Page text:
This is just a really quick thought that I wanted to toss out.
I perceive a problem associated with the digitization of public records: such digitization allows business interests to gather aggregate data on large collections of people while retaining identifiable characteristics. This allows for a phenomenal sorting potential. At the same time, we might ask, “is there anything we can, or really want to, do about this?”
I hear this a lot – ‘Chris, you have to understand that things are different now. The paradigm is shifting towards transparency, and there’s nothing wrong with that, and you’re being a pain in the ass suggesting that there is anything wrong with transparency. Do you have something to hide, or something like that?’ This particular line bothers the hell out of me, because I shouldn’t have to expose myself without giving my consent, especially when I previously enjoyed a greater degree of privacy as a consequence of obscurity and/or the costs involved with copying, sorting, and analyzing analogue records. I fail to see why I have to give up past nascent rights and expectations just because we can mine data more effectively (hell, that would have been a meaningless statement around the time that I was born…). Efficiency is not the same as superior, better, or (necessarily) wanted.
If you’re Canadian, and haven’t exiled yourself from society for the past several weeks, then you’ve heard about the Federal Conservative Party’s ‘dreaded’ Bill C-61″An Act to amend the Copyright Act”. While a lot of people have been talking somewhat broadly about the issues of digital locks, and posing their own examples about how Canadians will be criminalized when they use media in sensible ways, I wanted to talk about how Mac Preview threatens to criminalize a lot of Mac users.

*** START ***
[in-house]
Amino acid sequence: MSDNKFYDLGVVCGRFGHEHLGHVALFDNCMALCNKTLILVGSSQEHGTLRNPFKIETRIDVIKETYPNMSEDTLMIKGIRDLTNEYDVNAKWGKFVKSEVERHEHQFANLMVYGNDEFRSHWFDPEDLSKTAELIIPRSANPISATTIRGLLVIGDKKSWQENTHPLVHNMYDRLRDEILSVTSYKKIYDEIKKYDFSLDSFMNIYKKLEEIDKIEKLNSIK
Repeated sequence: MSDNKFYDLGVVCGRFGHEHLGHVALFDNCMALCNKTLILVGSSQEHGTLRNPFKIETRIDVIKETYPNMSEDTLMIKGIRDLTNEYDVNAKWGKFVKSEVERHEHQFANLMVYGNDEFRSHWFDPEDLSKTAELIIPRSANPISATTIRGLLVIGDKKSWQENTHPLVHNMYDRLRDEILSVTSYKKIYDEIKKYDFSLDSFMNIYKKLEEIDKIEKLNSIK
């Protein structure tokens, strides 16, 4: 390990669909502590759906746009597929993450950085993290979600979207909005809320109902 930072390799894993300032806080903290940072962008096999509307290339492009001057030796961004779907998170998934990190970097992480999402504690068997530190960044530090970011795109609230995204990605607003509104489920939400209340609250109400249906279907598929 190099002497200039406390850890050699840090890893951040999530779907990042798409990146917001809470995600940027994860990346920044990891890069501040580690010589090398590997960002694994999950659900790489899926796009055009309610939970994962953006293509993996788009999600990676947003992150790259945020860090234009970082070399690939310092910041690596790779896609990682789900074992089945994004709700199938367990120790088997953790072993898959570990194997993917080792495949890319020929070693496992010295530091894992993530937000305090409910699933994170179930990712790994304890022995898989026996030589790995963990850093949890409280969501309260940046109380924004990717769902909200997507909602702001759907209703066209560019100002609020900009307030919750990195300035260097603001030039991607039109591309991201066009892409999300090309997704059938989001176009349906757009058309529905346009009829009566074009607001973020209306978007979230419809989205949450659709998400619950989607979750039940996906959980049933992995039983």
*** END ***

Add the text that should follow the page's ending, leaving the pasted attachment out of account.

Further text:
I’ll start with a quick quotation of how Apple describes Preview:
If you’ve got PDFs to read, or images to view, Preview makes it easy. This built-in PDF file viewer allows you to view, work with, and print PDF files; view and edit images (including JPEG, TIFF, GIF, PICT, and other image file formats). (Source)
Preview is an awesome integrated part of OS X, and it makes my daily life a lot nicer – no longer is Adobe something that I have to put up with on a regular basis! Another great feature of preview is the ability to print .PDF files that you already have opened. This might seem stupid to bring up, but it turns out that this feature is pretty important in the present computing environment that I find myself in.
The Canadian SIGINT Summaries includes downloadable copies, along with summary, publication, and original source information, of leaked CSE documents.
Parsons, Christopher; and Molnar, Adam. (2021). “Horizontal Accountability and Signals Intelligence: Lesson Drawing from Annual Electronic Surveillance Reports,” David Murakami Wood and David Lyon (Eds.), Big Data Surveillance and Security Intelligence: The Canadian Case.
Parsons, Christopher. (2015). “Stuck on the Agenda: Drawing lessons from the stagnation of ‘lawful access’ legislation in Canada,” Michael Geist (ed.), Law, Privacy and Surveillance in Canada in the Post-Snowden Era (Ottawa University Press).
Parsons, Christopher. (2015). “The Governance of Telecommunications Surveillance: How Opaque and Unaccountable Practices and Policies Threaten Canadians,” Telecom Transparency Project.
Parsons, Christopher. (2015). “Beyond the ATIP: New methods for interrogating state surveillance,” in Jamie Brownlee and Kevin Walby (Eds.), Access to Information and Social Justice (Arbeiter Ring Publishing).
Bennett, Colin; Parsons, Christopher; Molnar, Adam. (2014). “Forgetting and the right to be forgotten” in Serge Gutwirth et al. (Eds.), Reloading Data Protection: Multidisciplinary Insights and Contemporary Challenges.
Bennett, Colin, and Parsons, Christopher. (2013). “Privacy and Surveillance: The Multi-Disciplinary Literature on the Capture, Use, and Disclosure of Personal information in Cyberspace” in W. Dutton (Ed.), Oxford Handbook of Internet Studies.
McPhail, Brenda; Parsons, Christopher; Ferenbok, Joseph; Smith, Karen; and Clement, Andrew. (2013). “Identifying Canadians at the Border: ePassports and the 9/11 legacy,” in Canadian Journal of Law and Society 27(3).
Parsons, Christopher; Savirimuthu, Joseph; Wipond, Rob; McArthur, Kevin. (2012). “ANPR: Code and Rhetorics of Compliance,” in European Journal of Law and Technology 3(3).